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Create Memorable Impressions with the Media Library Twitter Facebook Print E-mail
Written by Sharon Howell   
Tuesday, 05 May 2015

Media can be a wonderful enhancement to a gospel lesson. It can bring a spiritual tone that leaves memorable and lasting impressions. The LDS Media Library at offers many resources for teaching, learning, and sharing gospel media. Instructions for accessing and using technology tools that support media use are also available in the media library.

If you have been reluctant to use audio and visual components in your teaching due to the potential for unforeseen technical difficulties, the following suggestions will help you avoid technical glitches.

First, plan to download the media file at home and store it on a device where you can find it, move it, and access it using a locally installed media player instead of the Internet. Dependency on the Internet at the meetinghouse may result in a media file that pauses, buffers, and then stops. Similarly, if you plan to queue up a video online and press pause (expecting to resume after a period of inactivity) the browser connection will likely time out or freeze before you are ready to resume. Avoid trying to open an attachment or link in an email message as a source for media content because that involves a remote server connection and unknown variables.

Once the file is downloaded and stored locally, many options become available for integrating the media into a lesson. What works best depends on your individual preferences and what devices you have access to. Some choices include the following:

  1. Copy or “burn” the file to a DVD+RW disk, and use a DVD player connected to the TV at the meetinghouse.
  2. Copy the media file to a portable USB drive and plug it into the USB port on a Roku or WD [Western Digital] Internet TV connected to the digital TV in the meetinghouse. A WD TV is a good choice for a meetinghouse because it supports many media formats. USB drives are portable and inexpensive.
  3. Upload the file into your iTunes and sync with your iOS device. Use your iOS device with Airplay to mirror from your mobile screen using an Apple TV connected to the digital TV at the meetinghouse. The wireless connection with Airplay uses the local network bypassing Internet contingencies.
  4. Download a file directly to your Android tablet or smart phone that is “Miracast” enabled and “cast” or mirror your screen from an installed media player using an Internet TV that supports Miracast. As an alternative, use a compatible adapter cable to connect the Android device directly to the HDMI port on the meetinghouse TV. There are many “flavors” of Android so test for compatibility.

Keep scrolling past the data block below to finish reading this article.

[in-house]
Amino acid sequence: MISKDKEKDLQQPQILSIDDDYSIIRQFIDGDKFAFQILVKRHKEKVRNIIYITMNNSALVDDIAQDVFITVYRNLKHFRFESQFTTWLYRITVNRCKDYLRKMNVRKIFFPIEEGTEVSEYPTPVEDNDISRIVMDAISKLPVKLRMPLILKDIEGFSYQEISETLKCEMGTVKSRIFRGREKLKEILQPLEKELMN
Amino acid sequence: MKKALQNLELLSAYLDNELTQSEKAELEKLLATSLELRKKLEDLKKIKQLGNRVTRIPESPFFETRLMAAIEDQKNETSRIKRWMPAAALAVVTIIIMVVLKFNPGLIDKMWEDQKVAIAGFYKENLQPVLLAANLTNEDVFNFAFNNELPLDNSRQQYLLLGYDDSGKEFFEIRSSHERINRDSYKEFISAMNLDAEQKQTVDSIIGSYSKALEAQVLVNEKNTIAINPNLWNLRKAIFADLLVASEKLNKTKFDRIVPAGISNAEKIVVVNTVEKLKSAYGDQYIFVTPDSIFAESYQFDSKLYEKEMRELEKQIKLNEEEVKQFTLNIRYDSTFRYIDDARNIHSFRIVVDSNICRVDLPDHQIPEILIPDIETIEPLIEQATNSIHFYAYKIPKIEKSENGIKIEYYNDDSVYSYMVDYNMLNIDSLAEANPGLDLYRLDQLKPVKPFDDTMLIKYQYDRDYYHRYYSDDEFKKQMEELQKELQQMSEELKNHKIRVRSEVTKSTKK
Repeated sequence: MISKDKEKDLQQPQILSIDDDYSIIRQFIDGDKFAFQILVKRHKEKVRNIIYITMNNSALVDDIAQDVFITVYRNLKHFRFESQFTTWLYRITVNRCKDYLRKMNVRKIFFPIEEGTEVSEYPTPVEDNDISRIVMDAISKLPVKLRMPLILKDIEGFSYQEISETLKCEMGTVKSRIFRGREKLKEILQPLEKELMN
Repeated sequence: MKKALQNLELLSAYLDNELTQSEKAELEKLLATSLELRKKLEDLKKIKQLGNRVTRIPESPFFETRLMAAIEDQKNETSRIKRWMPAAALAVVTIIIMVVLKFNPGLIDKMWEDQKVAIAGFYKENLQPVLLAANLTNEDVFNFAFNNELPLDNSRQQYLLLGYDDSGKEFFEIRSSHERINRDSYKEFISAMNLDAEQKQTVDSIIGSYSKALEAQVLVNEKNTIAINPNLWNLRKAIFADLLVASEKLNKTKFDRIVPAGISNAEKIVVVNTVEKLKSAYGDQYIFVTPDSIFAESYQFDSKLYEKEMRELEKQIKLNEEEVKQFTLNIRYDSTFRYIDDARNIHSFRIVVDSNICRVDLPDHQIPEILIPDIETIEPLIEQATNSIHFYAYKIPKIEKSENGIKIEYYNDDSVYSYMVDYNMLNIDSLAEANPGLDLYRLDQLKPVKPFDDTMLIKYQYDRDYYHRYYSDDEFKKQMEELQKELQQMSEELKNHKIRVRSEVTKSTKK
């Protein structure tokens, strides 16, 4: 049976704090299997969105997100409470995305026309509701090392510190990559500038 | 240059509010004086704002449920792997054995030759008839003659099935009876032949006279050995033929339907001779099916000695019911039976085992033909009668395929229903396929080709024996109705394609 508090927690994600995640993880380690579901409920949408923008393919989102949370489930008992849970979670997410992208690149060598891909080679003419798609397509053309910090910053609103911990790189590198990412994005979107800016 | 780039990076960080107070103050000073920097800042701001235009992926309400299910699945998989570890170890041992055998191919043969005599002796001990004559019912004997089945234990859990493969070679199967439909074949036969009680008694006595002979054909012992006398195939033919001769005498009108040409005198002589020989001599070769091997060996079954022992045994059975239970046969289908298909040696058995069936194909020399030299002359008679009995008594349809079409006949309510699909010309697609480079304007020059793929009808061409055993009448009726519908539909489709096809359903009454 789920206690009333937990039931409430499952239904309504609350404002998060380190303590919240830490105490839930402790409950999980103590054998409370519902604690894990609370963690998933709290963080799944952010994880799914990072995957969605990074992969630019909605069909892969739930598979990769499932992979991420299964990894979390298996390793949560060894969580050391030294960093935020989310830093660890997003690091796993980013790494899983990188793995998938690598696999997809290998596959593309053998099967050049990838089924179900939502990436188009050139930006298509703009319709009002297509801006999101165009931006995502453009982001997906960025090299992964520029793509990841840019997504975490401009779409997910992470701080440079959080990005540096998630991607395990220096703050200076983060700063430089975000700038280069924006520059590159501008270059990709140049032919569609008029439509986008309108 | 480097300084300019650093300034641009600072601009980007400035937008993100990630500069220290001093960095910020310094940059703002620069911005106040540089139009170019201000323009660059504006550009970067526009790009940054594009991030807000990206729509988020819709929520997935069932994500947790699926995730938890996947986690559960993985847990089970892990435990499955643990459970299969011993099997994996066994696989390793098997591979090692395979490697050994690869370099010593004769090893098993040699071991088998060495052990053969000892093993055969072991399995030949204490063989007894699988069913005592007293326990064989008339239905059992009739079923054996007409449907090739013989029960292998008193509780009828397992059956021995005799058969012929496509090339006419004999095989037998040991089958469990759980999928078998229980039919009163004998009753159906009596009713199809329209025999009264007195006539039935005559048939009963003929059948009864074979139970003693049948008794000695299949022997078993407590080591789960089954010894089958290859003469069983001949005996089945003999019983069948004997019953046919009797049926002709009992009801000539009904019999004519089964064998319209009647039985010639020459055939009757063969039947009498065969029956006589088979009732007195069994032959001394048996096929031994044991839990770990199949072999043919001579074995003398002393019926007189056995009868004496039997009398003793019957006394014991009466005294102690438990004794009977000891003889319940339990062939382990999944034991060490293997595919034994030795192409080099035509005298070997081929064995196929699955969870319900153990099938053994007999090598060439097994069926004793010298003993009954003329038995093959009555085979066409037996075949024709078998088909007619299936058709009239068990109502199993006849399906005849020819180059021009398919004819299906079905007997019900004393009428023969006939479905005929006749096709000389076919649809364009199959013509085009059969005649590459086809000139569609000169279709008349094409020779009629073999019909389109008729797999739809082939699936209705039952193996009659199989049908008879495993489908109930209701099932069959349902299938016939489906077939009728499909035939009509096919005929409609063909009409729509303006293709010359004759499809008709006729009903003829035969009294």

5. Connect a laptop directly to a digital TV at the meetinghouse with an HDMI cable. Use the remote to select the correct HDMI input port to see your laptop display mirror to the TV screen. If you are using legacy equipment, you may need a VGA/HDMI adapter with the cable.
  6. Use an HDMI cable to connect to a video projector. Make sure the screen resolution on the laptop is compatible with the projector resolution. Set the laptop to mirror the screen to the projector.

Help for downloading media is found Use menu options to access helpful instructions for using media successfully. Consult your local technology specialist for particulars about audio-visual equipment in the meetinghouse.



# John M. Shaw 2015-05-06 09:10
This is a great article. One thing that would make it better, in my opinion, is to call out the difference between using an old-style TV that requires something like the ROKU or the WD device and the LCD TV's in our meetinghouses that often have a direct USB connection that can be used.
# John Rogers 2015-05-12 14:20
I am a native English speaker in a Spanish language unit. I was asked to teach the gospel doctrine class. Since I am not a very dynamic speaker, I included a Bible video in the lesson, downloading it to my iPad and connecting the iPad to the flat screen TV that I got from the meetinghouse library. The video transported us back in time. There was no stumbling over pronouncing the words of the scriptures. The Spirit bore witness to the message. I would not do this every lesson, but on long readings it was very effective.
# Sharon Leslie Howell 2015-05-12 14:57
It is good to make the distinction between a "smart TV" that has both an internet browser built in and an onboard USB port so that media stored on a small flash drive can be plugged in and the TV tuned to that port directly with no need for a separate "set-top box".
# Collin Gary Bischoff 2015-06-19 19:44
We have replaced our wards DVD players with Samsung Bluray players. They have a usb port and they can play all the video formats supported by the church. That way you don't lose the ability to play DVD or CD's.

We have also taken the extra step of downloading most of the church videos onto USB hard drives and securing them to the players. So far it is working real well. I would be willing to share if you would like more info.

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